I am enjoying this shift in our lives. Where suddenly there seems to be a place for long, detailed, emotionally-charged chatting, baring our souls and sharing our biggest excitements and dejections of the day, conversations that go late into the night. This is the stuff we bypassed entirely in our relationship.

***

Sunday morning walk has become a marker of a good week. A thing to look forward to. I’ll admit the idli-vada is still the draw, but it does feel really good to be out in the crisp morning air when the sun has only just come out.

I nearly didn’t make it two weeks in a row and the joy of actually having made it, and having finished a walk amidst many, many giggles and all kinds of conversation with D, and that breakfast with a double dose of coffee at the end — it’s near perfection.

However, the thing that just laces it all beautifully for me, like a cherry on the top, is coming home and getting right back into bed. Under the quilt and all, to either read, watch some Netflix or just nap — it is just divine.

Last Sunday, I realised this is a small, seemingly insignificant pleasure, the joy of which I almost didn’t fully register. But it has become something of an important ritual for me, and it does lift my day, my week up in more ways than I realise. To acknowledge that this past Sunday shifted something.

***

I have also resumed yoga again. AND I FEEL SO GOOD. There is that sweet, stretchy pain of having used my body for something more than just sitting around, which has been my predominant state for the last 12 months. It’s been a little over a week and it’s hard to fight the constant thought of how woefully out of shape I am, of how the proportion of time it takes to gain strength, stamina and muscle versus the time it takes to lose it all is so goddamned skewed. But, I feel really, really good. I like the deep stretching, the twisty, bendy moves that turn my mind and body into knots, I love the peace in the pranayam, and I go through the entire class in anticipation of the deep relaxation and full-body scan of the last 7 minutes of shavasana.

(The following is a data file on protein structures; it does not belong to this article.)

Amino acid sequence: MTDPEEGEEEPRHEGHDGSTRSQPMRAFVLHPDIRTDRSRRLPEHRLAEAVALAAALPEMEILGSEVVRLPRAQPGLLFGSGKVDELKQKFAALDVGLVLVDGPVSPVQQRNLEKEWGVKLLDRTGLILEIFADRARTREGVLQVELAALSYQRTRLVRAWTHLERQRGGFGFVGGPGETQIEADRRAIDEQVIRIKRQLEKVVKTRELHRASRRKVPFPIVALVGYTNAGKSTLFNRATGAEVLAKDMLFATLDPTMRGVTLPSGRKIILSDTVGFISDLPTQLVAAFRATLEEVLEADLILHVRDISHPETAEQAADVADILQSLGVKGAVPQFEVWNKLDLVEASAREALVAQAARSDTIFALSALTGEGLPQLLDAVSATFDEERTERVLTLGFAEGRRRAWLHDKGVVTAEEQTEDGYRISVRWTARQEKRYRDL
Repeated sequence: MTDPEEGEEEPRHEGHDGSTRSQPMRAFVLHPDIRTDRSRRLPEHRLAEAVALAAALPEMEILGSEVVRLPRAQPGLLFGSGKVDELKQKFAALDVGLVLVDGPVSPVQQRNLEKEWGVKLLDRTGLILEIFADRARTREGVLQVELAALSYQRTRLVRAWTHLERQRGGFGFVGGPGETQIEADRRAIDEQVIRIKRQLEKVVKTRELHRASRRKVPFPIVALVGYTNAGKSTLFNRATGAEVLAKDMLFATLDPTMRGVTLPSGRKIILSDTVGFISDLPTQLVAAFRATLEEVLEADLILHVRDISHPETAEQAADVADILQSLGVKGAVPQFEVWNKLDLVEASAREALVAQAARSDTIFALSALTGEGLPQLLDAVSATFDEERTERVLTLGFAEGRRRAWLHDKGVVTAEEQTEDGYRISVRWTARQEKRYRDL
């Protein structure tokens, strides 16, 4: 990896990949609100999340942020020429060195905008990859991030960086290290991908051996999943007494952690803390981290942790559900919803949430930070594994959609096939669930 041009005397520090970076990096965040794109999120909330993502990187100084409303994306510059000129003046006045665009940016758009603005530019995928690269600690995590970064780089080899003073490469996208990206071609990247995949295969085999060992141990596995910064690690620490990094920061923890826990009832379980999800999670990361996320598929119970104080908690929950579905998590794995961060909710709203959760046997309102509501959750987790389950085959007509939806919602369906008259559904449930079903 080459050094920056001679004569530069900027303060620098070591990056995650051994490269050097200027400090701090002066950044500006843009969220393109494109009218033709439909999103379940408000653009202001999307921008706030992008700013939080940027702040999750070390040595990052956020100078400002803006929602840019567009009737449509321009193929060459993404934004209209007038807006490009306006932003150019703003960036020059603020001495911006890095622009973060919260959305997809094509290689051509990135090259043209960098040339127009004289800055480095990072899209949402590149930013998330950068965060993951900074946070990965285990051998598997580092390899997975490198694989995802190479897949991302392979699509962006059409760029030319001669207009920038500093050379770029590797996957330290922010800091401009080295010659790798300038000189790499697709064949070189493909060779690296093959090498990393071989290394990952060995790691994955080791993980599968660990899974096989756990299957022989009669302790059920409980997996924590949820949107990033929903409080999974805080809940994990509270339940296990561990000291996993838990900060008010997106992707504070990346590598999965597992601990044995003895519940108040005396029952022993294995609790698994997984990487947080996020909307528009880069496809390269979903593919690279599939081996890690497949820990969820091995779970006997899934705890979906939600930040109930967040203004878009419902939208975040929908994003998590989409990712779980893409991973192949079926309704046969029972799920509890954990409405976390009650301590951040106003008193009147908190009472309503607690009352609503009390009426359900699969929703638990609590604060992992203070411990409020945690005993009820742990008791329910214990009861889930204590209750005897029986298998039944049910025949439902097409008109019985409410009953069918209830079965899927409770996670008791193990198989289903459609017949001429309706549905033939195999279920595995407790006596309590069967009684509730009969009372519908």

I’ve had sore abs and hams and glutes pretty much after every class. And then I went and started getting out for a walk on the alternate days when I’m not at yoga. Plus there’s the Sunday walk. So yeah, I’m moving again.

Last year was obviously a year of sitting still, conserving energy. And while it has had its place in the whole process, I hadn’t realised just how much I love to be active, and how happy it actually makes me. On Thursday last week after a walk, I actually came home and burst into a hysterical fit of laughter and cried happy tears from the sheer surge of endorphins like I haven’t felt in forever.

As my next Goa trip approaches, I’m wondering about my options to keep the exercise going. And almost like on cue, my kickboxing trainer messaged me out fo the blue. We hadn’t interacted in upwards of 6 months, and he just checked in on me suddenly, just like that.

I feel like it was a sign.

***

L was down in Bangalore after what feels like forever. Actually, the last time she was down was when we met and hung out at M’s wedding six years ago. Six years isn’t very long, but it feels like an age simply because of how much has happened in the years between. We haven’t been inactive touch through this time. We pretty much fell out of touch entirely, and I only surfaced to get in touch with her last year when I visited Pondicherry and this year when I was in Auroville — to see if we could catch up. Both times she was travelling, and we went back to our regular lives.